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11 March 2015

Rolf de Heer slams Tony Abbott over 'lifestyle choice' comments on remote Aboriginal communities

Extraordinary ... director Rolf de Heer on the set of Charlie's Country.

Australian filmmaker Rolf de Heer has lashed out at Prime Minister Tony Abbott for saying that indigenous Australians live in remote communities because of "lifestyle choices".

Speaking after the Aboriginal drama Charlie's Country won best film and best director at the Film Critics Circle of Australia Awards in Sydney, the director of such acclaimed indigenous dramas as The Tracker and Ten Canoes described the comment as "offensive".

Winner at the Film Critics Circle of Australia Awards ... David Gulpilil in Charlie's Country.

"It's so inappropriate that it's laughable," de Heer told Fairfax Media after the awards. "It shows such ignorance that he has no right to be the prime minister of Australia."

De Heer said he had read shortly before the awards a report that Mr Abbott, in backing a WA government plan to close up to 150 remote Aboriginal communities, said it was not the taxpayer's job to subsidise people's "lifestyle choices".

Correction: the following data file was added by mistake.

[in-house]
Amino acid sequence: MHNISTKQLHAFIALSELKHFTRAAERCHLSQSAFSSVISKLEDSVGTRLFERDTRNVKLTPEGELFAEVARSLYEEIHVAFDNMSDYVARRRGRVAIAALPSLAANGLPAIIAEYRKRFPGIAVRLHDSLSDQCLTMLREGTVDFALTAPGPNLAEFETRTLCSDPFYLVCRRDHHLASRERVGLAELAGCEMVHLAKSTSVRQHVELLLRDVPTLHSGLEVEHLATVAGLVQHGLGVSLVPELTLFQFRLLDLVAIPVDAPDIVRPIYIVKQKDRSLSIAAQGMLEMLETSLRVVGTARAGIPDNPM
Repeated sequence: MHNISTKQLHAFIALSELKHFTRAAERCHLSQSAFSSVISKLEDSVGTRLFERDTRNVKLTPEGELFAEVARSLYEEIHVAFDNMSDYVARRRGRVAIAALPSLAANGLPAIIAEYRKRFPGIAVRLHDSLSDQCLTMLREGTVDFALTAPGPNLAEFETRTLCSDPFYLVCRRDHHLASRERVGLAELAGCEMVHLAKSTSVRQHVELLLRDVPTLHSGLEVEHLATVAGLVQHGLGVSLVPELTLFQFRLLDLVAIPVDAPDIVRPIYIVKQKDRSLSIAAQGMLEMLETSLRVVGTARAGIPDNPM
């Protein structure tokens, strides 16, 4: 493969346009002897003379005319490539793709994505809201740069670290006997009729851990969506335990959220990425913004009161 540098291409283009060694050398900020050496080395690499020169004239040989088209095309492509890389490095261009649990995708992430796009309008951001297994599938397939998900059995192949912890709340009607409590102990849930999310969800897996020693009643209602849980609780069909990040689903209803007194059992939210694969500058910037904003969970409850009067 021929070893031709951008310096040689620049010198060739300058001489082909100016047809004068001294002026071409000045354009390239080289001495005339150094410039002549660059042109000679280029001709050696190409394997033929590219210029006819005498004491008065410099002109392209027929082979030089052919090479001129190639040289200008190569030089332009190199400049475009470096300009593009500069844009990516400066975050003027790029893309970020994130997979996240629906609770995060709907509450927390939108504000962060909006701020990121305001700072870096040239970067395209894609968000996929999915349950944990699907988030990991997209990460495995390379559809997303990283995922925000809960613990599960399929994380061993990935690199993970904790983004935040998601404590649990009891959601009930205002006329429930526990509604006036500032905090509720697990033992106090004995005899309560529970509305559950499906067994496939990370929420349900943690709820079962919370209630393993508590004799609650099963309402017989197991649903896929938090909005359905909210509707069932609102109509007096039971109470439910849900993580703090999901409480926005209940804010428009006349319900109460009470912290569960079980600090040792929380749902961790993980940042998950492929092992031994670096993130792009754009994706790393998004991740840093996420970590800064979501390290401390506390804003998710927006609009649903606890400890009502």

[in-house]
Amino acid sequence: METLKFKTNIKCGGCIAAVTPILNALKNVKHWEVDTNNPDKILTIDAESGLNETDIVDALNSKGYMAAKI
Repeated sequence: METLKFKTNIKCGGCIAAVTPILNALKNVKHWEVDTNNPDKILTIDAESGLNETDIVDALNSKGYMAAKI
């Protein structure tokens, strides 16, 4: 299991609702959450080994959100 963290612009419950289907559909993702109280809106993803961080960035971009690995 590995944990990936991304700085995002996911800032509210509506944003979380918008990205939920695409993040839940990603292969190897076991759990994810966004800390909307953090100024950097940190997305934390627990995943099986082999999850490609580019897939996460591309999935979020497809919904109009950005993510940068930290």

The ABC has reported that Mr Abbott, speaking in Kalgoorlie, said it was up to the state to decide what services it would deliver and where.

"What we can't do is endlessly subsidise lifestyle choices if those lifestyle choices are not conducive to the kind of full participation in Australian society that everyone should have,"
"In order to get kids to school and adults to work, you've got to have a school."

"If people choose to live miles away from where there's a school, if people choose not to access the school of the air, if people choose to live where there's no jobs, obviously it's very, very difficult to close the gap.

"It is not unreasonable for the State Government to say if the cost of providing services in a particular remote location is out of all proportion to the benefits being delivered, fine by all means live in a remote location, but there's a limit to what you can expect the state to do for you if you want to live there."

A fired up De Heer said that to make those comments about the residents of remote communities was "profoundly misunderstanding" of Aboriginal culture and economic reality.

"It's hypocritical that our Prime Minister pretends to be the Minister for Aboriginal Affairs and has so little understanding of what it is to be on country and that there is no choice involved," he said.

"There are no jobs so they earn nothing. So they get welfare and they pay twice as much for their food as we do. Welfare is not enough here, let alone there. So they have a choice to move somewhere else?"

De Heer said Gulpilil, the acclaimed actor whose struggles with alcohol, drugs and the law inspired the fictional central character in Charlie's Country, had been forced to live in Murray Bridge outside Adelaide.

"He can't afford to live in Darwin and somebody will put him up in Murray Bridge. That's a lifestyle choice? Yeah. Thank you Mr Abbott."